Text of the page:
Proof of Concept: What It is and How to Do It Right
Before developing an idea into a product, there’s a crucial step that every business must take: executing a successful proof of concept. Learn more.
This probably doesn’t come as a surprise, but it’s much cheaper to retain customers than it is to acquire new ones. Because clicks and conversions are continually increasing in cost, customer retention is especially important for e-commerce brands that are looking to succeed in a saturated market. This is why it’s essential to track how receptive your existing customers are by measuring purchase frequency.
Let’s take a look at what purchase frequency is, how to calculate it, and ways to increase it.
The more often your customers buy from you, the more money you’ll end up making over time. While this isn’t exactly news, it’s the name of the game in the world of marketing and business. This is why measuring purchase frequency is a must — you need to see how often customers are coming back to buy from your store. A whopping 40% of the average store’s annual revenue is from repeat customers.
There are three calculations that’ll help you understand and increase your purchase frequency. As with most marketing measurement, the goal of calculating these numbers isn't just to come up with a number. In the end, your metrics are only useful if they're followed by insightful analysis and interpretation. As you're doing the following calculations, keep in mind what they're telling you about your customers.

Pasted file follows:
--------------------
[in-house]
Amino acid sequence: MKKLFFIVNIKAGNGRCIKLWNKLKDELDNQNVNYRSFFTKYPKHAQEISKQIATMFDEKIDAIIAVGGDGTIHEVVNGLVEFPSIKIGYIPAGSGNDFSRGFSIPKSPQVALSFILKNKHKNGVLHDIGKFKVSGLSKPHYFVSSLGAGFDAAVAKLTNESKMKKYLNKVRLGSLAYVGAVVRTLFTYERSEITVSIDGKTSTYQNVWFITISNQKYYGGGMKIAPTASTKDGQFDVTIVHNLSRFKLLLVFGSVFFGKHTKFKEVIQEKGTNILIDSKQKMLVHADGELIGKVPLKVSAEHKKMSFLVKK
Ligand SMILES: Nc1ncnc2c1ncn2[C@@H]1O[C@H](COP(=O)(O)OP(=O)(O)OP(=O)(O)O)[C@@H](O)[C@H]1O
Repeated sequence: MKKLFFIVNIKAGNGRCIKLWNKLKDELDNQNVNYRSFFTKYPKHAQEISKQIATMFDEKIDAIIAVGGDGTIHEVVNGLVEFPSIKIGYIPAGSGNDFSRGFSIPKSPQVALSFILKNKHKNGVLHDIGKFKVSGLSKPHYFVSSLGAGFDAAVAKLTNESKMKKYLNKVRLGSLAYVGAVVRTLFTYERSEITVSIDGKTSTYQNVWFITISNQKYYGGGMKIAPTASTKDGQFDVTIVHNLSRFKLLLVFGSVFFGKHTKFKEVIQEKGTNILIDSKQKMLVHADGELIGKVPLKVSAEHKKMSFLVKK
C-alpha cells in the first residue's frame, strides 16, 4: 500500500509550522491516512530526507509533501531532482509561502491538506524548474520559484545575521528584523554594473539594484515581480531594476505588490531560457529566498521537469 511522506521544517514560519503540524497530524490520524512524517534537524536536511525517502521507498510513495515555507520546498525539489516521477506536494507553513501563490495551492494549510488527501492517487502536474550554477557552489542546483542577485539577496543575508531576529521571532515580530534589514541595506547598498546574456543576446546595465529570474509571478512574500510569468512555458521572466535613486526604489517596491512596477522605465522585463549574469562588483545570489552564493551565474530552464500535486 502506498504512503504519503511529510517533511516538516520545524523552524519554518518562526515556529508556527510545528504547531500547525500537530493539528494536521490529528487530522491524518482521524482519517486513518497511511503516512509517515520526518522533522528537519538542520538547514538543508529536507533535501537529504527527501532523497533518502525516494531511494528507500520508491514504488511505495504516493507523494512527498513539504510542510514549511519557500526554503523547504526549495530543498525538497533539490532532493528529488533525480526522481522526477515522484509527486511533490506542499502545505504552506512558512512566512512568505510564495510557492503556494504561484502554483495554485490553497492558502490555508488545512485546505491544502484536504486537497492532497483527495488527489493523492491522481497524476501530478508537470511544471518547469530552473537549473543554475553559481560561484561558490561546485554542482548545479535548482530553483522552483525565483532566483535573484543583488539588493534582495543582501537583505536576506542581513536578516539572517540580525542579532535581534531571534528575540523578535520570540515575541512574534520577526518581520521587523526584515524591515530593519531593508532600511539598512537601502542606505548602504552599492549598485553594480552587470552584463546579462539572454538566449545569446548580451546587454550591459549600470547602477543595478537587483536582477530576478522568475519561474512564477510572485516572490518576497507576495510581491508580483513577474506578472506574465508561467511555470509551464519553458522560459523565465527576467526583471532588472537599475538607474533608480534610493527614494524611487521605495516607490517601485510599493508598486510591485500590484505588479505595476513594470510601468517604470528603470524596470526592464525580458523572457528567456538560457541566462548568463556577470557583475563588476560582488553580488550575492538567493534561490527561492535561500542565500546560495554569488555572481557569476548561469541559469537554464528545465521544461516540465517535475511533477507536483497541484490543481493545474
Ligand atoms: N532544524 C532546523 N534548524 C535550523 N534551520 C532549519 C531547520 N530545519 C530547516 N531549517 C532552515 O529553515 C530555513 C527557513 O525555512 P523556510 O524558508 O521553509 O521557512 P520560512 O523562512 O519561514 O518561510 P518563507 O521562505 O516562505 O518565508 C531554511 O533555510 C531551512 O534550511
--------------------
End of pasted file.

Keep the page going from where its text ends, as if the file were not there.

Calculating repeat purchase rate: This calculation places emphasis on the purchases from repeat customers divided by all purchases on the site for a given date range. This metric is useful for determining how much value you provide a customer.
The equation looks like this:
# of customers who bought more than once (in 365 days) / # of total customers (in 365 days)
Calculating purchase frequency: Use the same time frame you chose for your repeat purchase rate (for instance, a single month), and divide your store’s total number of orders by the number of unique customers. This metric enables you to incorporate customers’ buying behaviors into your marketing plan.
The equation looks like this:
# of orders placed (in 365 days) / # of unique customers (in 365 days)
Calculating time between purchases: Time between purchases shows you how often a typical customer goes before making a repeat purchase. Using this metric, you can customize your email marketing campaigns to match the buying habits of your customers.
The equation looks like this:
365 days / purchase frequency
You did it— you calculated purchase frequency! But don’t stop there. Like we said above, gathering the data is only a step of the journey on the way to more impactful campaigns and better customer knowledge.
You can use the data as a jumping-off point to get into the following questions:
Once you have those answers, you’re well on your way to developing a customer loyalty program designed to increase purchase frequency and build more profitable relationships with your customers.